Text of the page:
I caught a part of a PBS show on J. D. Salinger, author of The Catcher in the Rye. I remember reading it while I was in college, after having become a Christian. I don’t remember the book itself so much as the musings it aroused in me.
I remember thinking that Holden Caulfield was nothing, just emptiness. He was that way because he believed himself to be nothing, so he was a living example of a self-fulfilling prophecy. If only, I thought at the time, someone would come along who really believed in him, maybe he would awaken from the nearly lifeless trance he seemed to be in.
And I also remember thinking that, before coming to know Jesus Christ, I had been much like Holden. I had described myself as an empty ball with hopes and dreams and ideas spinning around a hollow core. I felt as if I had been born with a part missing, the part that would have made me a human being. I was aware, when I walked a few pages with Holden Caulfield, that this book would have been profoundly disheartening for me a year earlier.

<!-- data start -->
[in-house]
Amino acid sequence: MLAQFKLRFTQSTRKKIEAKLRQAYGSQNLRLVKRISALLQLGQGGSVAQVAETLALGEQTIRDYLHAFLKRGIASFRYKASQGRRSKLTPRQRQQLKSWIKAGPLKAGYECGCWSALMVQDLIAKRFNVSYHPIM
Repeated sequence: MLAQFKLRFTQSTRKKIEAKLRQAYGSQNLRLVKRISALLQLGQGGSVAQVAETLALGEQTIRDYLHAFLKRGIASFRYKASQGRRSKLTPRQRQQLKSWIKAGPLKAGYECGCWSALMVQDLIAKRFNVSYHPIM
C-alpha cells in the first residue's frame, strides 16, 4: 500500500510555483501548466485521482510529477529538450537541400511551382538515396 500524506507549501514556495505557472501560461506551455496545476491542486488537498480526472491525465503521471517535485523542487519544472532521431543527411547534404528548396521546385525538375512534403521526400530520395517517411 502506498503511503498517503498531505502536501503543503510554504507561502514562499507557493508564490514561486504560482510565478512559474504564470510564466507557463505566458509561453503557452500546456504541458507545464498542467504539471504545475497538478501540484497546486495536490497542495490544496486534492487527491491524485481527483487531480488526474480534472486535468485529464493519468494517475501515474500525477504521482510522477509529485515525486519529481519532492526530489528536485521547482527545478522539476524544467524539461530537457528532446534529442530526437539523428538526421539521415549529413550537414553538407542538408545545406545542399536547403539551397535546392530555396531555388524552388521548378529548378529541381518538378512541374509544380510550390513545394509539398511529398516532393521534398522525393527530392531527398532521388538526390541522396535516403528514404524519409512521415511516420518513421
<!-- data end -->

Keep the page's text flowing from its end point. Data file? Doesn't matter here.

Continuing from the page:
As it turns out, Catcher in the Rye was disheartening for a great many people. It was the favorite book of the fellow who killed John Lennon, the favorite book of the one who shot Ronald Reagan, the favorite book of the fellow who shot and killed a young actress at about the same time.
The book is no longer in the headlines as it once was but sales are still around 250,000 a year (according to Wikipedia). It must still be on the reading list for a great many people. I wonder whether it is contributing, directly or indirectly, to the spiritual emptiness that seems to haunt so many people in our day. Hopelessness and powerlessness, despair and impotence: these are awful forces for evil.